Based on TIC and other U.S. data (see Table 4), it is possible to construct a profile of the owners of U.S. government debt held by the public, which stood at $7.4 trillion at the end of August 2009 (plus an additional $7.2 trillion of government-sponsored agency debt, which represents a liability of the U.S. government as well). China’s share of total outstanding government debt held by the public has risen steadily over the years and now stands at 11 percent, which is about one-quarter of all U.S. debt held by foreigners. China’s share of outstanding U.S. agency bonds was 6.4 percent in 2007 but fell below 6 percent in 2009.
In short, even based on official data that probably understate the true picture, China has contributed to a considerable proportion of U.S. debt financing and there are no indications from official data that this pattern has shifted drastically in recent months.
Movement of People
Along with flows of capital and goods, the flow of persons between the two countries has also increased rapidly (see Figure 9). The number of students coming from China to the U.S. has doubled since 1996. Chinese students now account for about nearly 13 percent of all foreign students in the U.S. The number of U.S. Study Abroad students going to China has also increased sharply from the early 2000s but from a much lower base. The number of immigrants from China admitted into the U.S. has followed a similar trend while the number of tourists from China (measured in person-days) has tripled since 1996.
Managing a Complicated Relationship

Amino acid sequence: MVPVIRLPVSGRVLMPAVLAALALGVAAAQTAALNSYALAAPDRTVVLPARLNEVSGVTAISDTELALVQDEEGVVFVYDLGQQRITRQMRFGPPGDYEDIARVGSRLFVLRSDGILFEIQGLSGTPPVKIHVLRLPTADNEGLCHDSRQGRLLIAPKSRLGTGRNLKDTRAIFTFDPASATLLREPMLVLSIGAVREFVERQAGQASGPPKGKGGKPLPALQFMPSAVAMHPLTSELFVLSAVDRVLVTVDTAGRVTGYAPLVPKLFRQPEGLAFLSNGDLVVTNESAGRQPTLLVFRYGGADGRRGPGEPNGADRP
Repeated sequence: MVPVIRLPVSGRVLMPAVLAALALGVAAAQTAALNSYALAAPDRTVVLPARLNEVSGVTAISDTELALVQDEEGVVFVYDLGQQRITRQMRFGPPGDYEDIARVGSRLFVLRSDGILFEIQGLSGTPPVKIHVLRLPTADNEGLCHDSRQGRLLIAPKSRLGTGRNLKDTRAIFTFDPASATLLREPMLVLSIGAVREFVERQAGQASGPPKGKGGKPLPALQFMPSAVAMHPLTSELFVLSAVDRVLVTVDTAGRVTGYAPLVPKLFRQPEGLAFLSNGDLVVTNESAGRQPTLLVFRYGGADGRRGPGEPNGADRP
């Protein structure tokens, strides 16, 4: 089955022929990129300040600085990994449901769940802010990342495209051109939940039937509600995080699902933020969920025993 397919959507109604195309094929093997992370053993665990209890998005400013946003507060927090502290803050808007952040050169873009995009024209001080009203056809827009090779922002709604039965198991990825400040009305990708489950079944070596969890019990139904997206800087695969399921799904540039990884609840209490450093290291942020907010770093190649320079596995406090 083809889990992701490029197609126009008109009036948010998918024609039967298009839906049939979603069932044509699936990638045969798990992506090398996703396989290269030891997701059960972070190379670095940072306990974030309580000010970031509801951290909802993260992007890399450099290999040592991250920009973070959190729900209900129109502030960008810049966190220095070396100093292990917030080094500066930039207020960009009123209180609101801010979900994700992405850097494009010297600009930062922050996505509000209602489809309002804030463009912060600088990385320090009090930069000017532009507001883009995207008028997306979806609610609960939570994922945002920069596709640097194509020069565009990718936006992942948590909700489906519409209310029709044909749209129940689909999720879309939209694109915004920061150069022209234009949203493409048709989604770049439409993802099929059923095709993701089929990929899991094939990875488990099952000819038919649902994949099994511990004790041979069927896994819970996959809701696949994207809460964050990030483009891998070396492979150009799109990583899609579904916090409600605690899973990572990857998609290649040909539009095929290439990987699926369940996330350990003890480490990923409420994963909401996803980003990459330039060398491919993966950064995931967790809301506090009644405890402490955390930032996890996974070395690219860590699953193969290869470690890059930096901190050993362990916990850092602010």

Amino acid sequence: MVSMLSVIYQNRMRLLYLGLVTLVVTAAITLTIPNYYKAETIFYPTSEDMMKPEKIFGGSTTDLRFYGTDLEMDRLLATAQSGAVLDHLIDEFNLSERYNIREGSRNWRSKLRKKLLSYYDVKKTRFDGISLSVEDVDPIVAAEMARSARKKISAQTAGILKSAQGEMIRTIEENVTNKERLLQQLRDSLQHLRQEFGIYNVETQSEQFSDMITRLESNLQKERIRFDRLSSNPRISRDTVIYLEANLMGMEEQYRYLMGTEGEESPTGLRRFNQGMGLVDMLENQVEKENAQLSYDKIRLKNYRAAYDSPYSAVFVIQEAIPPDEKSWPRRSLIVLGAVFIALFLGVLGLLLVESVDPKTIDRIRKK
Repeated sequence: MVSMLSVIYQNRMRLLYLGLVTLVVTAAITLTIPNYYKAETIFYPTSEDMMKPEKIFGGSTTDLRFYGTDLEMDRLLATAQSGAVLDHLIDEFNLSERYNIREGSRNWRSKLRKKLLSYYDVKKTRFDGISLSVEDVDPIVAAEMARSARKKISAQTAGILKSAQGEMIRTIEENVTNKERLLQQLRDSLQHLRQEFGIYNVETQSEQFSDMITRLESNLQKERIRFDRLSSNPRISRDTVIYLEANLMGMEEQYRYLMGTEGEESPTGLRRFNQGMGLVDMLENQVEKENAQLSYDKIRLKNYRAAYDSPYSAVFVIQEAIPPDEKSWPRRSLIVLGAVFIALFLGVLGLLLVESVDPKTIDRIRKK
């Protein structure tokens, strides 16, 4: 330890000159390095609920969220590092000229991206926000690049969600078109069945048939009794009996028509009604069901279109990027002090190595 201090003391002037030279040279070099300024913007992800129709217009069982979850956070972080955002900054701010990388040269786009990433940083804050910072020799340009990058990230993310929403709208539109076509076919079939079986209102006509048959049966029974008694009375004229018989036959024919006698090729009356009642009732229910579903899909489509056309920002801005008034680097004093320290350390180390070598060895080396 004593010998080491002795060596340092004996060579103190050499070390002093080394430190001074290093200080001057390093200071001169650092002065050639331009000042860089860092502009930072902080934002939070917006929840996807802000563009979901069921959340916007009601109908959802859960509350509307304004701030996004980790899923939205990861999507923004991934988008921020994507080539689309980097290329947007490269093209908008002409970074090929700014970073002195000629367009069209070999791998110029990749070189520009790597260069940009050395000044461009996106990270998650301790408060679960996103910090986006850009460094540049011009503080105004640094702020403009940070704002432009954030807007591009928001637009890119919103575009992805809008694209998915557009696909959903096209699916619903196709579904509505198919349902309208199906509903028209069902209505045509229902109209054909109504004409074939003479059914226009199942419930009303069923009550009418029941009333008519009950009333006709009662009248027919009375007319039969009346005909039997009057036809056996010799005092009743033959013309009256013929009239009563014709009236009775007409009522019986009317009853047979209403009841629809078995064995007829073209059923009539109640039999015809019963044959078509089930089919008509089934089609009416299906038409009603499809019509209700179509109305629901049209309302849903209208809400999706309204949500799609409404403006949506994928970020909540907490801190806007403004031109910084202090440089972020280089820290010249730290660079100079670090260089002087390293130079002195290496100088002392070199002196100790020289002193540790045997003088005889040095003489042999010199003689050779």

China and the U.S. are slowly adjusting to two major realities—their increasing mutual economic dependence and the rising heft of China on the global economic stage. While there has been a convergence between these two economies in some dimensions, in others there remains a yawning gap in economic terms (see Figure 10). In dollar terms, China’s per capita income is about one-tenth that of the U.S.; total private consumption in China is about $1.5 trillion compared to $10 trillion in the U.S. But China has a much bigger labor force, higher saving rates and far less public debt than the U.S.
China is slowly adjusting to its role as a major global economic power and still trying to find the right balance between asserting its authority and managing the responsibility that comes with being a major power. There are other economies that depend heavily on the U.S.—Canada and Mexico come to mind—but none of these has the heft of China or the desire and ability to become a world power in their own right. This creates a situation that is ripe for economic and geopolitical jockeying, with great potential for conflict even though both countries would stand to gain from a constructive relationship.
High-level policy dialogues such as the Strategic and Economic Dialogue and visits by each country’s leaders to the other are essential for improving each side’s understanding of the complicated political and social dynamics that drive policymaking in each country. Such understanding is essential to manage this relationship which could easily be derailed by marginal trade disputes over cars, chickens, steel pipes and tires. The problem is that these disputes with minor direct ramifications could spin out of control if pandering to domestic constituencies locks each nation’s leaders into a cycle of confrontation that escalates disputes to a more damaging level.
The two countries are locked in an ever-tightening embrace. Whether this embrace turns out to be a warm one or develops into a mutual choke-hold will have a big impact on the futures of these two economies and could also have ramifications for global financial and macroeconomic stability.